Leaving Sitka there were a few things to be completed the morning of our departure. Peter tightened the forestay with some supervision from friends on the dock.
With all the motoring we’ve been doing we visited the fuel dock on the way out, and it was the best fuel stop we’ve enjoyed to date, the complimentary snacks were gone before we left the dock.
This was our first real passage (multiple days on open ocean) on Irene and it was to be a hop from Sitka to Dutch Harbor. It started well, with Irene charging away from Sitka under full main and jib at 7 and 8 knots under blue skies and a whale send-off.
As the sun was setting, the wind was rising, the seas were building, and we had our hands full managing the conditions, reefing, furling, tying cabinet doors shut as the latches were not holding them in some waves – you get the idea. The conditions were perfect for discovering all the things that aren’t quite right. For example, when we were putting in the first reef, it was impossible to tell at the mast whether we were pulling on the correct reef line – first and second reef lines being the same color and texture. It got rougher, colder, and darker, and at some point during that thankfully brief night it became obvious that we should put in somewhere to correct some of the issues that came up. So, in the morning as the wind was easing and the seas laying down we altered course a few degrees to head to Kodiak for repairs.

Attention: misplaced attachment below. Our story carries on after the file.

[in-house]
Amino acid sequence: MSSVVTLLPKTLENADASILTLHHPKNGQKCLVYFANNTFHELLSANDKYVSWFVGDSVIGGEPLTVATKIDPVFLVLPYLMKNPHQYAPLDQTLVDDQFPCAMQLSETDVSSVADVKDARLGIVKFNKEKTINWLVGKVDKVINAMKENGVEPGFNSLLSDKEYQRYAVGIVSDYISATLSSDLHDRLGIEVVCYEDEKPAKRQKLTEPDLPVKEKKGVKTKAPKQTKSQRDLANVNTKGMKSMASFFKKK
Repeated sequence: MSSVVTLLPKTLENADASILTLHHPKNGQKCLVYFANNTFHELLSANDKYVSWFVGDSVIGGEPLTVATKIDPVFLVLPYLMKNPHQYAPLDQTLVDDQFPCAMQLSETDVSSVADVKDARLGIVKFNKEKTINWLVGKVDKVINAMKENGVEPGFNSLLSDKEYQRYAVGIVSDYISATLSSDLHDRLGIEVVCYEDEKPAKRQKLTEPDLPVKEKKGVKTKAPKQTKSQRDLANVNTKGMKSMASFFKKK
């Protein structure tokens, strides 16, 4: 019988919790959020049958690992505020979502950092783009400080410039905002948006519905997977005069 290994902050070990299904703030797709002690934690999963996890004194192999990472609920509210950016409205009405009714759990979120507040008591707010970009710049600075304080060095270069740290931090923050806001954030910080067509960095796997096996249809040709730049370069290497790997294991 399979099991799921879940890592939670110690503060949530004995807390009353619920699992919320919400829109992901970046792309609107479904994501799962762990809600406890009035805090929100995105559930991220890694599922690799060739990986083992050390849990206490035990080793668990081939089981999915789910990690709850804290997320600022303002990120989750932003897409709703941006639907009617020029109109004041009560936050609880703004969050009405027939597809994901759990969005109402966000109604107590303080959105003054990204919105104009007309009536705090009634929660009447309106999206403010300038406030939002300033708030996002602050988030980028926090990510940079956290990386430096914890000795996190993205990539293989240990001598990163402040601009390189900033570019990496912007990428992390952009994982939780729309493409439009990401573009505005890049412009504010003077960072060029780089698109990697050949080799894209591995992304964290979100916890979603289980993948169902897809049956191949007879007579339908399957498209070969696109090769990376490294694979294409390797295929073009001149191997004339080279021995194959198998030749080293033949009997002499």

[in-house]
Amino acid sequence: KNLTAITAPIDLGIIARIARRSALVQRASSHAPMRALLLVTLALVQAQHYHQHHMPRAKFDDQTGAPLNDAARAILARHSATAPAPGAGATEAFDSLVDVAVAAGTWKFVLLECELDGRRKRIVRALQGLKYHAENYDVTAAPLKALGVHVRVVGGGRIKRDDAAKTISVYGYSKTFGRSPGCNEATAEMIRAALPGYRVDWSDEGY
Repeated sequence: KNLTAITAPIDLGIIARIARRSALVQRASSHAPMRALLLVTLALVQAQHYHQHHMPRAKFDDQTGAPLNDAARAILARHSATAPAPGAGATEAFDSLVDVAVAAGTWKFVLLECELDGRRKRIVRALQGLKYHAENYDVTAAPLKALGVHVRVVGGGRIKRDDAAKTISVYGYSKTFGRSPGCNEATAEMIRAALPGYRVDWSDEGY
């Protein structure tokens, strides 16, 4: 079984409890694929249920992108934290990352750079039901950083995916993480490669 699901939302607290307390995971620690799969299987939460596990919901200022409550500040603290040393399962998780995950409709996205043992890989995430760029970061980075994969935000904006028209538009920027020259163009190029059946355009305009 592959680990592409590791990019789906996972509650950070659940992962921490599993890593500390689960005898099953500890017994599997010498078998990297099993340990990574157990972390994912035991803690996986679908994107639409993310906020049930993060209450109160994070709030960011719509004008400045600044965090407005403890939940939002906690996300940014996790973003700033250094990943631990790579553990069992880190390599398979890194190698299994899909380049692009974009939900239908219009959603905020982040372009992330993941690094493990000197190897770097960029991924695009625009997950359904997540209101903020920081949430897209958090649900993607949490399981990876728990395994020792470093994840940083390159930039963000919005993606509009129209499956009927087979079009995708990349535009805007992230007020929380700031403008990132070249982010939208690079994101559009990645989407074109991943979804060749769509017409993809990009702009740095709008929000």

The new doghouse curtain sewn in Sitka was a success during the crossing.
The late sunsets allowed for plenty of daylight to watch for logs and hazards. Sunset at 11 o’clock takes some getting used to.
The rest of the passage was uneventful except for a few visits by Dall’s porpoises and as the seas became more predicable we enjoyed the trip.
We arrived in Kodiak after four days.
Kodiak was good to us. Puffins and otters and eagles; hardware, hydraulic, and grocery stores, SHOWERS!!
If our time on this trip can be judged by showers during a stop then we’re getting more organized. In Ketchikan we had no time for showers and left without taking even one. In Sitka we had time for one shower but the second attempt was thwarted by a locked door. In Kodiak we had TWO showers during our stay, with unlimited hot water – albeit in a shared public pool locker room thanks to a hint from our Sitka friends Fran and Jim who live in Kodiak a few years ago.
It was time to leave the fish boat harbor and we were grateful for the quiet of our first night back at anchor.